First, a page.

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Just Who Is That Wendy's Girl?

July 16, 2014

Just Who Is That Wendy's Girl?

July 16, 2014

Photo credit: Wendy’s

She’s got copper-colored locks, a peppy personality, an ethnically diverse group of friends, and she knows how to talk millions of Americans into buying a Monterey Ranch Crispy Chicken Sandwich.

She’s the Wendy’s Girl.

The actress who has played the all-knowing, slightly kooky burger lover for two years is a 28-year-old Alabama native named Morgan Smith Goodwin. (She added her second surname after marrying Dave Goodwin, manager of New York City restaurant Gramercy Tavern.) And while her character has remained nameless in the fast food chain’s TV commercials, it’s not a far stretch to assume she’s Wendy, the freckled little girl with red braids on the company’s logo, all grown up.

Unlike Wendy, though, who was based on founder Dave Thomas’s real-life daughter, Smith Goodwin isn’t a natural redhead. Her dye job, from dark blonde to an orangey red that rivals Carrot Top, has ”given me a ton of exposure,” she told Canada’s Metro News earlier this year. ”You have to be forever grateful and very flattered when a company will trust you with their brand. So I don’t take it lightly.” Prior to the this job, the actress had a few stage roles and no TV or film experience to speak of.

Now, though, Wendy’s Girl is a star: She shames a co-worker for buying from another chain; relieves her cheapskate date by choosing burgers over pricey steakhouse fare; counsels a stranger on how to improve her life with side dishes; and cheers up a losing little leaguer with a Frosty (though what Wendy’s Girl is doing lurking around a kids’ ball game is unclear). She’s such a star, in fact, that Wendy’s is giving her a name.

In a new commercial set to air later this month (a goofy music video spoof touting the return of Wendy’s pretzel sandwiches) Wendy’s Girl will be dubbed—wait for it—”Red.” Yahoo Food has an exclusive copy of the ad below. 

"We’re thrilled that Morgan Smith Goodwin, who we call ‘Red,’ has resonated with our customers since we first introduced her in our advertising April 2012," Liz Geraghty, vice president of brand marketing for Wendy’s, told Yahoo Food in an email statement. “‘Red’ has been our most successful effort since the Dave Thomas advertising campaign in the 1990s." 

Morgan Smith has benefited from this success, too. There are Wendy’s Girl fan sites and Facebook pages dedicated to the actress. And while much of it seems innocent enough, with links to various commercials, her bio, and updates from Smith Goodwin’s Instagram page, some are downright creepy. “She enchants me. She is all I want and I desire,” the webmaster of wendy’s-girl.com wrote on the site’s homepage, where he also noted that he has been “working tirelessly” to find out if the rumor that compromising photos of Smith Goodwin exist is true.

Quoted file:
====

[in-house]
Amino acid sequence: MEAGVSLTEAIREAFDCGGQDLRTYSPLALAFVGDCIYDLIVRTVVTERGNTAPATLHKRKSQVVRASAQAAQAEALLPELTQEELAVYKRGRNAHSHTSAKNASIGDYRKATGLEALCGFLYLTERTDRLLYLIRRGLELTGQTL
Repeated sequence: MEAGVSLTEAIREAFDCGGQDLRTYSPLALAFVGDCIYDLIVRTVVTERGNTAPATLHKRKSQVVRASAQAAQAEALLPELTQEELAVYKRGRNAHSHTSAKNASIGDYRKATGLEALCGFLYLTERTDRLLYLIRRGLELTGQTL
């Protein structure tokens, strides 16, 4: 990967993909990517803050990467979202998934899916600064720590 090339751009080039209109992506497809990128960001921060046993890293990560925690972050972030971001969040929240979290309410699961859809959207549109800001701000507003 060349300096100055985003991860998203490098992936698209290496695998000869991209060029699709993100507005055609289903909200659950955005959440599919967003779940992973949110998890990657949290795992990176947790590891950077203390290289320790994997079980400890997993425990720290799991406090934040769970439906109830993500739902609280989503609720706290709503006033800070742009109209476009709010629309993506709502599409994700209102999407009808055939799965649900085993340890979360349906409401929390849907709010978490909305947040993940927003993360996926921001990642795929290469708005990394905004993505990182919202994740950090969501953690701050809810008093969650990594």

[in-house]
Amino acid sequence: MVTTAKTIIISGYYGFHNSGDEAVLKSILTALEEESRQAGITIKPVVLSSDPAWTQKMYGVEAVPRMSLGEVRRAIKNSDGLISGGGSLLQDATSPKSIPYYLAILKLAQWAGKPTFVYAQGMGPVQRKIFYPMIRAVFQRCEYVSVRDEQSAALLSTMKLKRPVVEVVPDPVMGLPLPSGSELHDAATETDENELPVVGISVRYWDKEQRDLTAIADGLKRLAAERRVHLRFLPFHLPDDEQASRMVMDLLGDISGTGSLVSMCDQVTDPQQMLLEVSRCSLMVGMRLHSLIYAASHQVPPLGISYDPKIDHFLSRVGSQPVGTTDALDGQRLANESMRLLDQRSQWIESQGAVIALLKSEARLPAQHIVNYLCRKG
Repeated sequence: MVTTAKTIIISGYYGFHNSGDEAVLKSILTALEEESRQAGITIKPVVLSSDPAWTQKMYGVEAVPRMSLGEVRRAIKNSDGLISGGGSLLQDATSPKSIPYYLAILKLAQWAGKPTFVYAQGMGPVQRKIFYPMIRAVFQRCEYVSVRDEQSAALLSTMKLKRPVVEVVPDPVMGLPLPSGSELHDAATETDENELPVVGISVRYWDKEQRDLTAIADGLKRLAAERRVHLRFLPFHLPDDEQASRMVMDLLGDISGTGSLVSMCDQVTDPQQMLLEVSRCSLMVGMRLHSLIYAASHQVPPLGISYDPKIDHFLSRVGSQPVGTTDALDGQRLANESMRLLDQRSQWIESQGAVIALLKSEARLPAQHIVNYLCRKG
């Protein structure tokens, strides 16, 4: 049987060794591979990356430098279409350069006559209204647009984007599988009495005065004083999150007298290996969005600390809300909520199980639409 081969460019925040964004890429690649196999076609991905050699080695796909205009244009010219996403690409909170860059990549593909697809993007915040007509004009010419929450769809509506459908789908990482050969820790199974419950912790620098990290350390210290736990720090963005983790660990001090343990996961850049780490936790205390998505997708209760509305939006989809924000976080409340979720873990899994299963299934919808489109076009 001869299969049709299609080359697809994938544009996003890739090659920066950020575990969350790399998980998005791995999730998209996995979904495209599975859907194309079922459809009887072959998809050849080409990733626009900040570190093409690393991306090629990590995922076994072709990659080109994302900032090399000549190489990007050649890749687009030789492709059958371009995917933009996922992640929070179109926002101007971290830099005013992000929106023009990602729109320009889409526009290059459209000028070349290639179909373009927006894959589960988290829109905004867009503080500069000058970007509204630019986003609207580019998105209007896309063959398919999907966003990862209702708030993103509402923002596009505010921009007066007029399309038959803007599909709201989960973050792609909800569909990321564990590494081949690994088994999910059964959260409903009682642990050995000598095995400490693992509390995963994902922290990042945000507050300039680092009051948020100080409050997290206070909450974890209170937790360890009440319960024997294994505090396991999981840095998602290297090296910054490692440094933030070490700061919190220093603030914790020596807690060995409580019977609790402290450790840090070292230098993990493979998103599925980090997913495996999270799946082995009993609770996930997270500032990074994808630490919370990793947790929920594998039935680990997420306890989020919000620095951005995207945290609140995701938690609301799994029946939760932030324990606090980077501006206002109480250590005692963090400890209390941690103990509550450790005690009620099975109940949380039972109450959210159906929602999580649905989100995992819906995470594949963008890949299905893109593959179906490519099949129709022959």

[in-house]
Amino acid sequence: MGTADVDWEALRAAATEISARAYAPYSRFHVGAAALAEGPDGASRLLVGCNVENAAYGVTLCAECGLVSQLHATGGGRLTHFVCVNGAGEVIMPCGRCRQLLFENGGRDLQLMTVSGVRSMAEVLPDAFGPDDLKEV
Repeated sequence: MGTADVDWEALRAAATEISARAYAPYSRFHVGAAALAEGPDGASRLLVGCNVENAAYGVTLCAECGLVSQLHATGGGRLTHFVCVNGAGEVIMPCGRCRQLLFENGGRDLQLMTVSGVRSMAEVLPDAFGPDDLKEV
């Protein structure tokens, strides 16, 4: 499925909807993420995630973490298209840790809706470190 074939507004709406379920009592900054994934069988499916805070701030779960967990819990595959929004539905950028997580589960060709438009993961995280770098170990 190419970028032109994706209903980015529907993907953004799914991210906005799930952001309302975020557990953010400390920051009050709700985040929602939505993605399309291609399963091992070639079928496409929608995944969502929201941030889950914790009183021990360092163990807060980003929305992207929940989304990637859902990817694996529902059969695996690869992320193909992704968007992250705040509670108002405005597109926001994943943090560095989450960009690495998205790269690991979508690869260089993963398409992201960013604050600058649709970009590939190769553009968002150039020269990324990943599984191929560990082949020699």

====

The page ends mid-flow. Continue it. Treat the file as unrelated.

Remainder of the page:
With the fans come the haters. There’s an “I hate the Wendy’s girl” Facebook page, and a Twitter search of the phrase “Wendy’s girl” brings up a batch of mostly negative recent tweets. “The Wendy’s girl actually makes me want to eat there less,” reads one. “The girl in the Wendy’s commercials gets on my nerves a bit. And the commercials just keep getting cheesier,” proclaims another. (Smith Goodwin could not be reached for comment.)

Others have criticized the company for replacing the real Wendy Thomas (now a 52-year-old woman who most recently appeared in a Wendy’s commercial in 2011) with a younger, more attractive girl-next-door type, flawless skin, flowing hair, and green eyes included. (She’s been compared to “How I Met Your Mother” actress Alyson Hannigan.) True, Red holds her juicy burgers in her powder pink manicured little hands, and she never smudges her lip gloss by taking a hearty bite. ”Wendy Thomas was the real Wendy. Morgan Smith Goodwin was the hot Wendy,” author Amy Van Sant wrote in a 2012 blog post.

Geraghty insists that’s not the case. “Morgan is not meant to replace Wendy, who stands alone as the original namesake,” she wrote to us. “Instead, Morgan is a brand advocate with a quick wit and engaging personality that America has gravitated toward.”

Finally, there have been comparisons to another famous company spokesperson. “The Wendy’s girl has replaced Progressive’s Flo on my list of annoying company commercials,” one Twitter user announced this week.” Others agree: “Idk who’s worse. Flo from the progressive commercials or the Wendy’s girl.”

They’re talking about Flo, the (somewhat irritatingly) helpful saleswoman who’s never without her trademark headband, teased hair, and pancake makeup on Progressive car commercials. She who has starred in over 50 commercials. She who has become as ubiquitous as the Geico gecko. She who currently has more than 5 million Facebook followers.

Wendy’s Girl probably wouldn’t mind the comparison at all.